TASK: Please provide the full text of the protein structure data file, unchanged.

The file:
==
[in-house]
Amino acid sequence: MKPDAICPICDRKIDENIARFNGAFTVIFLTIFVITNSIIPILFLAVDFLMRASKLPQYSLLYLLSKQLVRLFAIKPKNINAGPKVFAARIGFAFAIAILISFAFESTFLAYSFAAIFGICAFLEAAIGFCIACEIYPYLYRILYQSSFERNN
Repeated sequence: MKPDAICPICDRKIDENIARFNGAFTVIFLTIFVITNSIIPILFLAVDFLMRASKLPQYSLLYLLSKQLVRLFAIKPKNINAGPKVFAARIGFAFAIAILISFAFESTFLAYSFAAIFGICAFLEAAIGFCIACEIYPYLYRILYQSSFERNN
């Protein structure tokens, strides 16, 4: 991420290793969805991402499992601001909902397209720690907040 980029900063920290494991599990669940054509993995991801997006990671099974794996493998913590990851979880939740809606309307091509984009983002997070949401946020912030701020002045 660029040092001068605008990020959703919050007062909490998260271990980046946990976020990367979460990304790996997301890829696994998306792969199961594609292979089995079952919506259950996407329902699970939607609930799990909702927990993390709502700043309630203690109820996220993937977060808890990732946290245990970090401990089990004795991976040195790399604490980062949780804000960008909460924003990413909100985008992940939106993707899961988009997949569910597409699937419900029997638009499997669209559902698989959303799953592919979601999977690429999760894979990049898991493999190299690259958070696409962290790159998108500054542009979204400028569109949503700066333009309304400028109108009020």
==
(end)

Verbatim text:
[in-house]
Amino acid sequence: MKPDAICPICDRKIDENIARFNGAFTVIFLTIFVITNSIIPILFLAVDFLMRASKLPQYSLLYLLSKQLVRLFAIKPKNINAGPKVFAARIGFAFAIAILISFAFESTFLAYSFAAIFGICAFLEAAIGFCIACEIYPYLYRILYQSSFERNN
Repeated sequence: MKPDAICPICDRKIDENIARFNGAFTVIFLTIFVITNSIIPILFLAVDFLMRASKLPQYSLLYLLSKQLVRLFAIKPKNINAGPKVFAARIGFAFAIAILISFAFESTFLAYSFAAIFGICAFLEAAIGFCIACEIYPYLYRILYQSSFERNN
């Protein structure tokens, strides 16, 4: 991420290793969805991402499992601001909902397209720690907040 980029900063920290494991599990669940054509993995991801997006990671099974794996493998913590990851979880939740809606309307091509984009983002997070949401946020912030701020002045 660029040092001068605008990020959703919050007062909490998260271990980046946990976020990367979460990304790996997301890829696994998306792969199961594609292979089995079952919506259950996407329902699970939607609930799990909702927990993390709502700043309630203690109820996220993937977060808890990732946290245990970090401990089990004795991976040195790399604490980062949780804000960008909460924003990413909100985008992940939106993707899961988009997949569910597409699937419900029997638009499997669209559902698989959303799953592919979601999977690429999760894979990049898991493999190299690259958070696409962290790159998108500054542009979204400028569109949503700066333009309304400028109108009020």